A young mountain lion had quite the day trip Tuesday in Orange County.
The big cat barreled into Irvine around lunchtime, running through a busy commercial center in Irvine and getting stuck inside an office building before eventually being tranquilized and ultimately released back into the wild.
Law enforcement received reports of a cougar sighting around 12:15 p.m. at an intersection not far from the Sand Canyon Plaza shopping center.
But officers weren’t entirely convinced — until they arrived at the scene to find a 113-pound lion strolling around the city in broad daylight, according to the Irvine Police Department.
“It’s very uncommon for them to come that deep into Irvine,” said Lt. Bill Bingham, a spokesperson for the police department. “But, sure enough, it was a mountain lion.”
When Dr. Scott Weldy, a local animal hospital owner, arrived, the roughly 2-year-old lion was crouching in some nearby bushes.
The big cat then ran across the street and into the open door of an office building where people were working, darting past employees seated at their desks, said Weldy, the veterinarian of record for Irvine Animal Control. He said the building’s door had been propped open because the air conditioning wasn’t working.
Everyone inside filed out as animal control arrived, tranquilizer guns at the ready.
Weldy said he shot a dart into the cougar’s left shoulder, which was enough to immobilize him.
Neither man nor lion was injured. “Everyone came through it unscathed,” Bingham said.
The mountain lion was then taken to Serrano Animal & Bird Hospital, which Weldy heads, in nearby Lake Forest. There, he was examined, blood and DNA samples were taken, and fluids and supportive care were administered. The young cat appeared healthy, officials said.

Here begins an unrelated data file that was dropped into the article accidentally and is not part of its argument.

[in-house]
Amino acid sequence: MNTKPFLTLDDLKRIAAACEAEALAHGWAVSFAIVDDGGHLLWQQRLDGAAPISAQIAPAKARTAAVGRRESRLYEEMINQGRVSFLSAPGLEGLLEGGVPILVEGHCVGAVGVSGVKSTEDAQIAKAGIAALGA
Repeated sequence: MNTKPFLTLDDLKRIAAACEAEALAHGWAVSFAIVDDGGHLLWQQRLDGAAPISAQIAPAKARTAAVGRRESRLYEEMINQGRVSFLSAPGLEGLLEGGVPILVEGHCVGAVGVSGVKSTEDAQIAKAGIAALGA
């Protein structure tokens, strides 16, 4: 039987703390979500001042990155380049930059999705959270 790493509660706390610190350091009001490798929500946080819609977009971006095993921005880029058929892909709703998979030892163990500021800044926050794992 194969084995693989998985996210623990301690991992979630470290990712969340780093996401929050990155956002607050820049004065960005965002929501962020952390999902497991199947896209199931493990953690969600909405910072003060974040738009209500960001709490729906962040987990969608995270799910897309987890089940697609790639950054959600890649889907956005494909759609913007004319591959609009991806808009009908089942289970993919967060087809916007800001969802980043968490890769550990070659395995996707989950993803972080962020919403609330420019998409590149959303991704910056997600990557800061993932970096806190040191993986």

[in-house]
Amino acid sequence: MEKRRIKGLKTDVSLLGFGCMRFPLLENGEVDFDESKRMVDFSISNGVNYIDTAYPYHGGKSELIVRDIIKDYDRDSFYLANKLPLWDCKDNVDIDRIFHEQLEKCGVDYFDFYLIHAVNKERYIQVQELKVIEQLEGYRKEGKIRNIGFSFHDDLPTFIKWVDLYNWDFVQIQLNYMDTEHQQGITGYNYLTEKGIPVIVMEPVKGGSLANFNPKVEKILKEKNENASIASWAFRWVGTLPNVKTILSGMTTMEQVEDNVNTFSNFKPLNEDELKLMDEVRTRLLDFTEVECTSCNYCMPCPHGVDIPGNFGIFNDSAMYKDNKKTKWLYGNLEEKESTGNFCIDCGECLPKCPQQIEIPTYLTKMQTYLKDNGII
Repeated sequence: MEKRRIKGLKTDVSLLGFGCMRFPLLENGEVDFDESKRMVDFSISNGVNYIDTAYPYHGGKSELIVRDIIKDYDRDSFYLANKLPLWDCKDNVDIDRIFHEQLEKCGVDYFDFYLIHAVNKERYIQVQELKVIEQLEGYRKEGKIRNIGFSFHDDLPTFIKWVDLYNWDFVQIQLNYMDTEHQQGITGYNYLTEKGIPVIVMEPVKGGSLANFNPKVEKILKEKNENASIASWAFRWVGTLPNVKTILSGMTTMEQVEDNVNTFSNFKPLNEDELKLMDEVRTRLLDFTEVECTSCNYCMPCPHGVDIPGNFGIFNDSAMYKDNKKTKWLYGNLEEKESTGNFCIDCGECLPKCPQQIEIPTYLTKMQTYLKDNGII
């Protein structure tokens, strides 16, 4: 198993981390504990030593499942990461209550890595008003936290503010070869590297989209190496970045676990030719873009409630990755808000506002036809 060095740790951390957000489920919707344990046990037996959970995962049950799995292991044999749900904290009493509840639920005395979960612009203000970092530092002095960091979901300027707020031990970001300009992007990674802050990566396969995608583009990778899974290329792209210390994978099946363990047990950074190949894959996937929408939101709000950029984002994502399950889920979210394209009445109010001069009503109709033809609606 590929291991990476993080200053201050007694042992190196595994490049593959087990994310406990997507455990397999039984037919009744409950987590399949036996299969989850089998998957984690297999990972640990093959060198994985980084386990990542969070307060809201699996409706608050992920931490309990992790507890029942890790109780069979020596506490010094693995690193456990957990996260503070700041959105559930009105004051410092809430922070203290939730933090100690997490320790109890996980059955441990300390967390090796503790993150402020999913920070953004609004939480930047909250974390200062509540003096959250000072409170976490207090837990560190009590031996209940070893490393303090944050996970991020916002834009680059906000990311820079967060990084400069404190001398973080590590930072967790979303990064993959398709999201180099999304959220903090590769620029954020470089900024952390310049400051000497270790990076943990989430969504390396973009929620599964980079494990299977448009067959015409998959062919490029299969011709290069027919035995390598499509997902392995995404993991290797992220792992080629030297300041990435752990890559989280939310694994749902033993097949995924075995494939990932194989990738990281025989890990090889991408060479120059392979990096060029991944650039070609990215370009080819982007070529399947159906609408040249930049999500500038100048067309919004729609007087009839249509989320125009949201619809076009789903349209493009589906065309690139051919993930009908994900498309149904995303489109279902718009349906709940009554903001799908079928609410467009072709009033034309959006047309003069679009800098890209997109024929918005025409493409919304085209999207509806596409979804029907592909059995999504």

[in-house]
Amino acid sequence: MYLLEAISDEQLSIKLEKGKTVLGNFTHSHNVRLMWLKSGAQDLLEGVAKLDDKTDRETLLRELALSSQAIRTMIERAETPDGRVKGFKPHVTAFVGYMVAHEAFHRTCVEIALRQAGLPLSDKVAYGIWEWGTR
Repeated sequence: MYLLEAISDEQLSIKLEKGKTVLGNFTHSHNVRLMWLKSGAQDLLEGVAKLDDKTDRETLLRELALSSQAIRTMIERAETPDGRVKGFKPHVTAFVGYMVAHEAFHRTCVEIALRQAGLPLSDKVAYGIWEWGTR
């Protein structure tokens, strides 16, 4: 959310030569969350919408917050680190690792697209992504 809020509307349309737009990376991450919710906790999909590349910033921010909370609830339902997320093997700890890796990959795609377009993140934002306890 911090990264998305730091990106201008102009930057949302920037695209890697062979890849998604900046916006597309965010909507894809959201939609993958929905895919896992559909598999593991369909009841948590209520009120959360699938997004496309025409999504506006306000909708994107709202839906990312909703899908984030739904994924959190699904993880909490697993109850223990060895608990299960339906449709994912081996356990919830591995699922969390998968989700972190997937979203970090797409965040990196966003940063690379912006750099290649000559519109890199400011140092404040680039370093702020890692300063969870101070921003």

“He was in really good shape,” Weldy said. “He had ticks and fleas on him — but that’s about it.”
A biologist affiliated with a UC Davis mountain lion study was dispatched to place a collar on the animal, said Dr. Winston Vickers, a wildlife research veterinarian who leads the California Mountain Lion Project for the university.
Between 5:30 and 6:30 p.m., the lion was released into the wild, deeper into canyon country, in accordance with direction from the California Department of Fish & Wildlife, Weldy said.
He said it’s likely the young lion was looking for a new home — known as dispersing — and took a wrong turn.
Mother lions teach their cubs to hunt, but as their young start nearing the 2-year mark, she “kicks them out,” Weldy said. He thinks the lion captured Tuesday was just under 2 years old.
“There’s a lot of networks of … waterways and things like that all over Southern California, and the cats use those as their freeway system,” Weldy said. “This guy obviously turned left instead of turning right and went the wrong direction, and ended up in Irvine.”
Vickers agreed, noting there was “no doubt” the young cat was searching for territory to call his own.
Now that’s he’s collared, wildlife experts can track him over time.
“It’ll be interesting to see what he does from here,” Vickers said.
Vickers’ team is tracking six mountain lions in the area — five in the Santa Ana Mountains, including the new lion, and one east of the 15 Freeway.
An estimated 15 to 21 adult lions live in the mountain range, a number based on the amount of habitat available and typical territory sizes.
One mountain lion was seen taking a swim in Lake Mission Viejo over the weekend, but wildlife experts and law enforcement said it was impossible to know whether that cat was the same one that visited Irvine on Tuesday.
“I hope it’s not,” Weldy said. “I hope we have more than one.”